Weapons

Singapore Airshow: Rafael launches Iron Beam

10 February 2014
An artist's impression of the Iron Beam's twin HEL units engaging an inbound projectile. Source: Rafael

Rafael Advanced Defense Systems has unveiled its Iron Beam high-energy laser (HEL) system designed to defeat rockets, mortars, and unmanned aerial vehicles (UAVs) at short ranges.

The land-based system, which was unveiled at the Singapore Airshow on 11 February, uses a pair of multi-kilowatt solid-state lasers to defeat incoming projectiles out to a range of about 2 km, a company official told IHS Jane's .

The mobile Iron Beam battery is comprised of an air defence radar, a command and control (C2) unit, and two HEL systems, Senderovits Ezra, deputy general manager of marketing and business development at Rafael, explained. The company-supplied imagery of the truck-mounted battery shows these various components housed in ISO shipping containers, although the actual configuration of the Iron Beam would depend on the customer's requirements.

"It is currently a truck-mounted system that is being used as a testbed, but it could just as easily be fitted to an armoured vehicle or some other configuration", Ezra said.

Once the Iron Beam's air defence radar (any radar will suffice, Ezra noted) acquires an incoming projectile, a thermal camera takes over the tracking until it is engaged simultaneously by two HELs. The system uses two lasers to provide the power needed to overcome atmospheric interference and physically destroy the target, which it does by focusing the beams on an area "about the size of a coin", Ezra said.

Ezra declined to give specific power levels for the HELs, except to say that they are currently working with "tens of kilowatts", but expects to move into the "hundreds of kilowatts" in the future. Rafael does not produce the lasers itself, but sources them from several unnamed suppliers.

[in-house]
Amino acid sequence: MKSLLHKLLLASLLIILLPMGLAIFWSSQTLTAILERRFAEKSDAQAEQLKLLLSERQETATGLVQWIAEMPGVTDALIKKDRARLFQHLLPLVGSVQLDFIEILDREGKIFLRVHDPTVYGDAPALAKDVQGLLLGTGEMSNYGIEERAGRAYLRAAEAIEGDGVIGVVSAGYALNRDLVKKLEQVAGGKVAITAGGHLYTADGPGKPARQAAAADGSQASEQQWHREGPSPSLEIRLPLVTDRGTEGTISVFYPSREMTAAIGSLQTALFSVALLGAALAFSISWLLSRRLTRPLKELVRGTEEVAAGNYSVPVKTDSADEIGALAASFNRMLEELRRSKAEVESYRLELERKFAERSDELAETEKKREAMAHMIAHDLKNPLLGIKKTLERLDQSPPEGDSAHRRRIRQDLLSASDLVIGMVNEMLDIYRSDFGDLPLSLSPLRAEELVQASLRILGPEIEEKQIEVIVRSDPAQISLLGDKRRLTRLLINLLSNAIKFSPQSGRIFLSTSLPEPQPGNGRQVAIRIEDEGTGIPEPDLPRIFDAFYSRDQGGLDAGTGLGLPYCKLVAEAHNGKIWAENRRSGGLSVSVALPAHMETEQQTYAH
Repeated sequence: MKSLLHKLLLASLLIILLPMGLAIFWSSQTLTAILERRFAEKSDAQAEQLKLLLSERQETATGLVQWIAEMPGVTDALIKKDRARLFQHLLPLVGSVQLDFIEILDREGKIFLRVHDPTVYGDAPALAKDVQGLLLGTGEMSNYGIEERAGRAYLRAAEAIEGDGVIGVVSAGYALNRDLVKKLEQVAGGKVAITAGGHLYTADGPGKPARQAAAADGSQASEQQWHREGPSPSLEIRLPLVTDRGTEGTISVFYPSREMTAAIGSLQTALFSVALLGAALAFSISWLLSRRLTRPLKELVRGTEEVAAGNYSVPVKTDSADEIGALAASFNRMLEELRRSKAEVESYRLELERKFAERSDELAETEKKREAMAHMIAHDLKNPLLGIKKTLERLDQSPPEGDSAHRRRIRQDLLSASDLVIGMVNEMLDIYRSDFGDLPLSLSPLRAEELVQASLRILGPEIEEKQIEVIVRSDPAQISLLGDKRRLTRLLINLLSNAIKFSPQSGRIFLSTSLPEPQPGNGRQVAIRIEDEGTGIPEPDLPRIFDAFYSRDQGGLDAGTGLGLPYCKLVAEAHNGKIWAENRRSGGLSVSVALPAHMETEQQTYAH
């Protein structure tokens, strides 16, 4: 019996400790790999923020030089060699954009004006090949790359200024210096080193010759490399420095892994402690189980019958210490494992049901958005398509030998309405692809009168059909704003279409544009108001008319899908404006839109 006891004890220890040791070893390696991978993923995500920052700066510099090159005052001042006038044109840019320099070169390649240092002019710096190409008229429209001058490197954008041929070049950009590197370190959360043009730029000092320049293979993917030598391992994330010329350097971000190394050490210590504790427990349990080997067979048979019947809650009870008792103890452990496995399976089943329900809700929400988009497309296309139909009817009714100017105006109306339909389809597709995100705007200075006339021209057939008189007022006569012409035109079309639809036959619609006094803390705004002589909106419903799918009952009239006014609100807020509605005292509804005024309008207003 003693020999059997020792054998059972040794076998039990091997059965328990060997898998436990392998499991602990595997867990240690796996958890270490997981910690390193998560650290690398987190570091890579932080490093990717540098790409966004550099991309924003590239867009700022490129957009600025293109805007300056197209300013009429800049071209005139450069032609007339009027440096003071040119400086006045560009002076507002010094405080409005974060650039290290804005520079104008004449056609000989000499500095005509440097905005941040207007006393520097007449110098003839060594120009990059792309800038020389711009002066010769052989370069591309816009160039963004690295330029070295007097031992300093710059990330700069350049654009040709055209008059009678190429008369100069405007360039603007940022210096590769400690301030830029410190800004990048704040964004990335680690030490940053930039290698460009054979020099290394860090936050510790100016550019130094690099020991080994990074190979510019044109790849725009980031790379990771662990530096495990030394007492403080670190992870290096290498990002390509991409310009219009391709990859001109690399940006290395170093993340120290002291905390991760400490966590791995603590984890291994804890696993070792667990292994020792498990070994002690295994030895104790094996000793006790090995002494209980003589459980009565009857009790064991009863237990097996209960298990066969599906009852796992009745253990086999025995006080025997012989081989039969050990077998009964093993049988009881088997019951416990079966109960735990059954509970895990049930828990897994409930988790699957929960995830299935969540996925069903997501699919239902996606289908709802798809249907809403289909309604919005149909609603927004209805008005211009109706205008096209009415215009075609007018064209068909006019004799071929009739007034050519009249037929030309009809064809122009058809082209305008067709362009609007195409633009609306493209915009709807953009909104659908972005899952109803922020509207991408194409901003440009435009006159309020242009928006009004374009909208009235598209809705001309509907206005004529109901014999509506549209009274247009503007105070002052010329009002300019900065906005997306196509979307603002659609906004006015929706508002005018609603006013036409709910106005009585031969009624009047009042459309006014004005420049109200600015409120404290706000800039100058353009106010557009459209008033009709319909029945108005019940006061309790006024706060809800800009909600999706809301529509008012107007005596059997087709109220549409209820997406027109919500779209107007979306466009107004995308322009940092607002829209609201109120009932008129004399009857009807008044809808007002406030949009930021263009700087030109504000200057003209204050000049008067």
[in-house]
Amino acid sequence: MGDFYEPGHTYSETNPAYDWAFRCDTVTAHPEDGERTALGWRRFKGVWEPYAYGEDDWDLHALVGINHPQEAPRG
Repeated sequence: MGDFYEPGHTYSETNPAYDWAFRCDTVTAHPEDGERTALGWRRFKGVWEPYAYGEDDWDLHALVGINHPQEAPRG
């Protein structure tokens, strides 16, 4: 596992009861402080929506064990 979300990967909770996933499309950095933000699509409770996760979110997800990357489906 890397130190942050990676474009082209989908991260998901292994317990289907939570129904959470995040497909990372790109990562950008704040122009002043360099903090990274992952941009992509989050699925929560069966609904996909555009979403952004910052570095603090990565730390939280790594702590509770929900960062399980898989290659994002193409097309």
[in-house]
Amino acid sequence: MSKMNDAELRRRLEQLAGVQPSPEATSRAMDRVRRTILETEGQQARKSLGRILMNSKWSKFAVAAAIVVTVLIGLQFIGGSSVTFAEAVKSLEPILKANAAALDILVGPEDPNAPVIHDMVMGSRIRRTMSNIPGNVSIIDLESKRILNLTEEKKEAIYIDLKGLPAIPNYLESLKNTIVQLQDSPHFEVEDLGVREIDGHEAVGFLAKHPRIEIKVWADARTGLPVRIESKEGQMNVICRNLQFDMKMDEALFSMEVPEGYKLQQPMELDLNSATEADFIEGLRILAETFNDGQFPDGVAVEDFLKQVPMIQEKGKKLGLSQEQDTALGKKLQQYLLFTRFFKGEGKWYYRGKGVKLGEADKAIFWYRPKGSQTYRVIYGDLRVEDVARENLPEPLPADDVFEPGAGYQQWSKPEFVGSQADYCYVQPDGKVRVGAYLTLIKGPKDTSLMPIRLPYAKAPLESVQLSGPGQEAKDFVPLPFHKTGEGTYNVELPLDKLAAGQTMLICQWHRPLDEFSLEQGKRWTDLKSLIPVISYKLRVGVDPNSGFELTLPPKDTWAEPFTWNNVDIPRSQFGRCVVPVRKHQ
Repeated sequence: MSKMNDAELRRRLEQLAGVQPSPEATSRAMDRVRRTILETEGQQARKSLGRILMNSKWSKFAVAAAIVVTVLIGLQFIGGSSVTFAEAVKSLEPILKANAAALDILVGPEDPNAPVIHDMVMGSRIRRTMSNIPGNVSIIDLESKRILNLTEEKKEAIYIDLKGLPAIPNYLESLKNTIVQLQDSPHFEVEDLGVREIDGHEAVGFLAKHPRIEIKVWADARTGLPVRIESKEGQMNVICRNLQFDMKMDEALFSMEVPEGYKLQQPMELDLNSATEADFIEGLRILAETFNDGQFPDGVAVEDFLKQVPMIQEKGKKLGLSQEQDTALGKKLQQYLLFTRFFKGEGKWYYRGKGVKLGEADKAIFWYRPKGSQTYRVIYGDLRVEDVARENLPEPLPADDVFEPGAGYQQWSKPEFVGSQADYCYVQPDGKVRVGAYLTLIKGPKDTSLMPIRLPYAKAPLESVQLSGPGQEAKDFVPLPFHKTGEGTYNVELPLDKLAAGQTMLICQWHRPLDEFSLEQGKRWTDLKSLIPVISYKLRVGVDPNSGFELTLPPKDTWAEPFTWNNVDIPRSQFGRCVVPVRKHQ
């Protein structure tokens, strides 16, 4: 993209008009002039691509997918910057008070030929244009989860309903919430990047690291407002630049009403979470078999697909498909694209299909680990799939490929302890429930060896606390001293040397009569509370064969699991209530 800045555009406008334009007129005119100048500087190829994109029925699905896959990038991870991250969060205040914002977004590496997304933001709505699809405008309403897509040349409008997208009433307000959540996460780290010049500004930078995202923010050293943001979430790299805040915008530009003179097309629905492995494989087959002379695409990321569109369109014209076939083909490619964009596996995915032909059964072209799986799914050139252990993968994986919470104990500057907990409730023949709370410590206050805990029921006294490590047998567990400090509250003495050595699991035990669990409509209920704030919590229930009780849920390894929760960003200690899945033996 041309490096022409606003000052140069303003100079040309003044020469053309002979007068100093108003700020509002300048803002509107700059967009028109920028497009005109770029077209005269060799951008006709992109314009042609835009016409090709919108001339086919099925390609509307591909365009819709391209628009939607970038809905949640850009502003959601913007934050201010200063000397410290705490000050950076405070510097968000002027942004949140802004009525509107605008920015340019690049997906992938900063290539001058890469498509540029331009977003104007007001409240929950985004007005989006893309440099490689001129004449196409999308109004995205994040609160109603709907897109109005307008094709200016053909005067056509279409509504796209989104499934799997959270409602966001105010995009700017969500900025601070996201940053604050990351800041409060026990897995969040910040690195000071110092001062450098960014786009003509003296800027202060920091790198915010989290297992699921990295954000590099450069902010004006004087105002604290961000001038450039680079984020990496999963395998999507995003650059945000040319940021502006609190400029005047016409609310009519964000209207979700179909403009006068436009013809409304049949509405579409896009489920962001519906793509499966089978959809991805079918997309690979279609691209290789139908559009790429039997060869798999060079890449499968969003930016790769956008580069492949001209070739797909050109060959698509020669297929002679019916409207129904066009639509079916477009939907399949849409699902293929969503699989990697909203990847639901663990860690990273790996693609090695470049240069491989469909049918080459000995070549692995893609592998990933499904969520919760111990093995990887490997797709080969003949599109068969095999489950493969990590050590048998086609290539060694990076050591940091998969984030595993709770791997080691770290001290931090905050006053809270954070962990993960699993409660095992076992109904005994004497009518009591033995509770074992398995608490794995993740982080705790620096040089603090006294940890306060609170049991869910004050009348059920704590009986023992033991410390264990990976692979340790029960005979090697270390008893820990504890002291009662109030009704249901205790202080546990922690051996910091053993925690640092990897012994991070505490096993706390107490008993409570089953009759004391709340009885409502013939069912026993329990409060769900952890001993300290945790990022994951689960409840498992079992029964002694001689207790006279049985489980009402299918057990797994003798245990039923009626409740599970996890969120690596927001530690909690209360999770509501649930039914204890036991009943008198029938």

As Ezra noted, Iron Beam is still a development programme and is not yet a finished product. "We are currently focused on understanding the technology, and we are at the beginning of a very long road," he said, adding: "We are waiting for more powerful lasers, but the investment from the [Israeli] government right now is limited."

While Ezra would not be specific, he did say that tests conducted to date have met with "a very good" success rate. He noted that about 100 firings have so far taken place.

According to Ezra, the HEL-based Iron Beam has a number of advantages over the more conventional missile-based systems. "Missile defence systems are hugely expensive," he said. "But with Iron Beam each shot costs almost nothing, and there are no real limits on the number of shots you can take." He also noted that, unlike missile-based systems, the Iron Beam cannot miss its target and cause collateral damage.

As the system is still in development, it has not yet been determined how it might fit into Israel's multi-tiered missile defence system that includes Iron Dome, David's Sling, and Arrow 3. Ezra noted that this is a decision for the government take at the appropriate time, but he added that it might be deployed as a stand-alone system to protect particular high-value assets.

With Iron Beam being a defensive system, Ezra said he expects it to be offered for export and he noted that Rafael has received interest from a number of potential customers. "There is definitely a market [for Iron Beam], and that market is growing. The number of threats is growing, and not everything can be dealt with by missiles."



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